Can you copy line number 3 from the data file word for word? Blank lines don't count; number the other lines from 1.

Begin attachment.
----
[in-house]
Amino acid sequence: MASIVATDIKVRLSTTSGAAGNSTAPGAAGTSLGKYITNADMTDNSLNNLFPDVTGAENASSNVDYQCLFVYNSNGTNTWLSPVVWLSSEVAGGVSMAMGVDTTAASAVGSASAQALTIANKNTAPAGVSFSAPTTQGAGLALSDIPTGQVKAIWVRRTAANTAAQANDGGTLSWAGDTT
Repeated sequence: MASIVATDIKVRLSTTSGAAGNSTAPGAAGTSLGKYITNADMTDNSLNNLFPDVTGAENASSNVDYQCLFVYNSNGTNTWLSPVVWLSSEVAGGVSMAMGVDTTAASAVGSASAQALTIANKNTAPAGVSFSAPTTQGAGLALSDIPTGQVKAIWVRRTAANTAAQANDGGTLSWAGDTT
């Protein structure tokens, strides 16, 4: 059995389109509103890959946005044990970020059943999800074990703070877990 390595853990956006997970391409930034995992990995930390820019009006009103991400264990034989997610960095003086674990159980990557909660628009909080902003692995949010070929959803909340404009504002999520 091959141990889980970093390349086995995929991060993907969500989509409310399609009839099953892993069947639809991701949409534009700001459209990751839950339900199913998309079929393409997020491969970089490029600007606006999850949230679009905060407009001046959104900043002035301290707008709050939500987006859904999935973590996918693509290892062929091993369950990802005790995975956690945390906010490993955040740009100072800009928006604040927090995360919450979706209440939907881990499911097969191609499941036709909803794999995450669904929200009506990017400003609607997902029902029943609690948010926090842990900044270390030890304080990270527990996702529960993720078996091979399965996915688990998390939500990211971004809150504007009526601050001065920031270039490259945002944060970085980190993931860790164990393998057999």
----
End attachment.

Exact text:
Repeated sequence: MASIVATDIKVRLSTTSGAAGNSTAPGAAGTSLGKYITNADMTDNSLNNLFPDVTGAENASSNVDYQCLFVYNSNGTNTWLSPVVWLSSEVAGGVSMAMGVDTTAASAVGSASAQALTIANKNTAPAGVSFSAPTTQGAGLALSDIPTGQVKAIWVRRTAANTAAQANDGGTLSWAGDTT